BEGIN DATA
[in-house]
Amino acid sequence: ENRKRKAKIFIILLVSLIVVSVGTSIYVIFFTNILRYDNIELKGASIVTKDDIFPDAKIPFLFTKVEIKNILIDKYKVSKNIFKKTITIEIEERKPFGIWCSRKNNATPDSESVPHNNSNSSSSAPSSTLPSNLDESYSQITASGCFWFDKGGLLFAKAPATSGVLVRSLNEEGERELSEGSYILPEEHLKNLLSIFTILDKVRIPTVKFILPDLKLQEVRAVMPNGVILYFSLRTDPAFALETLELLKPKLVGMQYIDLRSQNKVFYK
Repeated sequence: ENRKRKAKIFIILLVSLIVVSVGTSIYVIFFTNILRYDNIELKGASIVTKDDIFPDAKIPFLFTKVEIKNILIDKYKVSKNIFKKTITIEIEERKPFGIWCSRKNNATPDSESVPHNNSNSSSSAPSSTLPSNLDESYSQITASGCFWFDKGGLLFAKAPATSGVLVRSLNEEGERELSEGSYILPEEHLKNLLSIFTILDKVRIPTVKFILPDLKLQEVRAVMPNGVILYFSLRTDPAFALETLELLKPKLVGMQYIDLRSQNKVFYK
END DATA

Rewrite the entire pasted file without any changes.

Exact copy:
[in-house]
Amino acid sequence: ENRKRKAKIFIILLVSLIVVSVGTSIYVIFFTNILRYDNIELKGASIVTKDDIFPDAKIPFLFTKVEIKNILIDKYKVSKNIFKKTITIEIEERKPFGIWCSRKNNATPDSESVPHNNSNSSSSAPSSTLPSNLDESYSQITASGCFWFDKGGLLFAKAPATSGVLVRSLNEEGERELSEGSYILPEEHLKNLLSIFTILDKVRIPTVKFILPDLKLQEVRAVMPNGVILYFSLRTDPAFALETLELLKPKLVGMQYIDLRSQNKVFYK
Repeated sequence: ENRKRKAKIFIILLVSLIVVSVGTSIYVIFFTNILRYDNIELKGASIVTKDDIFPDAKIPFLFTKVEIKNILIDKYKVSKNIFKKTITIEIEERKPFGIWCSRKNNATPDSESVPHNNSNSSSSAPSSTLPSNLDESYSQITASGCFWFDKGGLLFAKAPATSGVLVRSLNEEGERELSEGSYILPEEHLKNLLSIFTILDKVRIPTVKFILPDLKLQEVRAVMPNGVILYFSLRTDPAFALETLELLKPKLVGMQYIDLRSQNKVFYK